Saturday, December 29, 2007

Inflation Is More Important Than Taxes

The New York Sun rightly criticizes the New York Times for its monomaniacal obsession with raising taxes. However, the Sun is too sanguine about the Republican candidates' interest in lowering taxes.

While I do not gainsay that Republicans tend to support reduced taxes while Democrats tend to favor increasing them, and I agree that this is a mark in the Republicans' favor, I would add that neither party has been responsible about balancing the budget, reining in spending, or maintaining a steady money supply. In particular, the Republicans have been on a spending spree that has included a considerable taint of corruption. As well, the Republican administrations since 1980, as well as the Clinton administration, have aggressively expanded the money supply at a rate far faster than productivity and population growth warrant. The result has been a 3.7% inflation rate since 1979, and it has only been that low if you (as does the Department of Labor) exclude house prices. Including house prices, the Republicans have given us an inflation rate of over 4% annually over the past 29 years. This dismal performance should be an especially sore topic for New Yorkers, many of whom have been forced to leave the City because of escalating housing prices boosted by ever-escalating Wall Street salaries.

In turn, Wall Street's salaries do not result from Wall Street's market performance, nor from Wall Street's production of value, but rather from unrealistically low interest rates (which are the chief reason for the past 50 years' stock market growth); low interest loans to big business; and incompetently executed mortgage programs that have resulted from the low interest rates. The low interest rates are a government and public subsidy to the financial community. They are a form of welfare. If Wall Street created value, it would not whine every time the Fed raises interest rates. Firms that create value, unlike Wall Street, do not mind high interest rates because their value-creation and efficiency cover rising interest rate costs. Government agencies, commercial banks and Wall Street firms require government subsidies like low interest rates because they do not create value.

The inflated salaries and exit payouts to Wall Street executives and hedge fund managers come from the Fed's artificial expansion of the money supply. The past 29 years' orgy of liquidity has amounted to a large welfare transfer to the ultra-rich, resulting in stagnant real wages and the exit of mainstream jobs from the U.S.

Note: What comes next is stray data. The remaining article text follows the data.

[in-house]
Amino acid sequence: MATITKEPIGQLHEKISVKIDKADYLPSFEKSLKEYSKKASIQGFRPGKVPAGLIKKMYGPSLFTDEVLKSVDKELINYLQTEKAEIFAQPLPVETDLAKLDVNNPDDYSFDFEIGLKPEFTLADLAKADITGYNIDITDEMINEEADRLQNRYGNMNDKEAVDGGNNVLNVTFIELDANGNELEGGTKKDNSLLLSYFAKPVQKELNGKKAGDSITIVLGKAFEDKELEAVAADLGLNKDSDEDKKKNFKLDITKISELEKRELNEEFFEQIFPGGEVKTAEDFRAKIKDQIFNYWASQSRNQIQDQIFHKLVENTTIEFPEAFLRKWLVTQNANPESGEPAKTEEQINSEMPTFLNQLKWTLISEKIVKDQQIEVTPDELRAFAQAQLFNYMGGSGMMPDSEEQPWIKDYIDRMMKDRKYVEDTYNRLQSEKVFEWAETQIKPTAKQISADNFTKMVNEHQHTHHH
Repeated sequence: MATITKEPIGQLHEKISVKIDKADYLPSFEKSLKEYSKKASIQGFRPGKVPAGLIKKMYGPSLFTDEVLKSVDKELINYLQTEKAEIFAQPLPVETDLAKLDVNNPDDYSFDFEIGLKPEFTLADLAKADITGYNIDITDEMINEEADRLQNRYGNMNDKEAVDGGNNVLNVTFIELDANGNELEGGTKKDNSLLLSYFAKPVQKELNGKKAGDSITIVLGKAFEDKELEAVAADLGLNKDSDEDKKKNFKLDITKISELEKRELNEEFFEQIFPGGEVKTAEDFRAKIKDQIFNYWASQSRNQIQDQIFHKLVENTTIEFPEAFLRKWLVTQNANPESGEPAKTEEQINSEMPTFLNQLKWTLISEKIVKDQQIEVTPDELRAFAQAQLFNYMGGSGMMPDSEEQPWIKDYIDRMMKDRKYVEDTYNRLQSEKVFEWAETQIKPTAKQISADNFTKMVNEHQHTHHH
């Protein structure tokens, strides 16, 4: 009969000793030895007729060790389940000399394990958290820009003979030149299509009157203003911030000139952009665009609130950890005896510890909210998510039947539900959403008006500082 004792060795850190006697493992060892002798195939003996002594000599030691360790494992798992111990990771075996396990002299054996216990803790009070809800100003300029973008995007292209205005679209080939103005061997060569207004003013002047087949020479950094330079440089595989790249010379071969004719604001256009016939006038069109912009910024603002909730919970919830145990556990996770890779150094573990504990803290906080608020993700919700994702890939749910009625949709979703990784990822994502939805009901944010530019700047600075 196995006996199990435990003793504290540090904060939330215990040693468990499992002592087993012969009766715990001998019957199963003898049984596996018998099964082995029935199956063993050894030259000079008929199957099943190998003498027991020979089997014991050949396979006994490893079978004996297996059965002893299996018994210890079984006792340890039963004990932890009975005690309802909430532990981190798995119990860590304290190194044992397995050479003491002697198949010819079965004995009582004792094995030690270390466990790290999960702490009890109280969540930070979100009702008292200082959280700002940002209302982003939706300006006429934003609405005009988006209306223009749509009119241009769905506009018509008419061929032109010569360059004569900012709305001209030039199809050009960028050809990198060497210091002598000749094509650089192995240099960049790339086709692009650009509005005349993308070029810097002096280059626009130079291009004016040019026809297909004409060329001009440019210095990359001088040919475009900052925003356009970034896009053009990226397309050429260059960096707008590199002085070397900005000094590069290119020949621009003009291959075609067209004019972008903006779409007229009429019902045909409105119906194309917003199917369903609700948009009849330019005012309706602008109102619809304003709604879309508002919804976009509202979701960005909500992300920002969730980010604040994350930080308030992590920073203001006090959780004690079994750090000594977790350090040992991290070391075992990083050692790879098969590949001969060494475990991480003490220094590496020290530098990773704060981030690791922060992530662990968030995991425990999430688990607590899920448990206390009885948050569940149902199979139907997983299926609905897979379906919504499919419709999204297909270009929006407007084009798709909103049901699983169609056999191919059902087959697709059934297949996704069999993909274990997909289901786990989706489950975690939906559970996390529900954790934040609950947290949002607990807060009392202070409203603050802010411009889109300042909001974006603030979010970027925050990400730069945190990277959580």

As well, and more ominously, the Fed's monetary expansion has largely been absorbed by foreign governments, who now hold many times the total number of dollars in circulation in the US. Although the argument is made that there is no reason to think that foreign dollar holders will act against their economic interests, multiple large dollar holders (the Saudis, Europe, Japan, China, etc.) each with nearly or more than a trillion dollars who stand to lose significantly in case of a run is a desperately unstable situation. A run or crash in this market could mean hyper-inflation in the US. It is a fools' strategy, and the Republicans have led us to it, with the Democrats' complicity. I have never consented and had not been aware until recently that the money I use every day has been the basis for a large scale shell game that has provided unprecedentedly large payoffs to financial operators while the average American sees stagnant real wages.

Although the Republicans might favor a few percent lower taxes than the Democrats, we live in a dream world where both parties have ignored responsible household management. We risk the coming years to be dire ones because of our unwillingness to demand competence and fairness from our government, and our willingness to believe that counterfeiting dollars can make us wealthy beyond transferring wealth from the general public to debtors.

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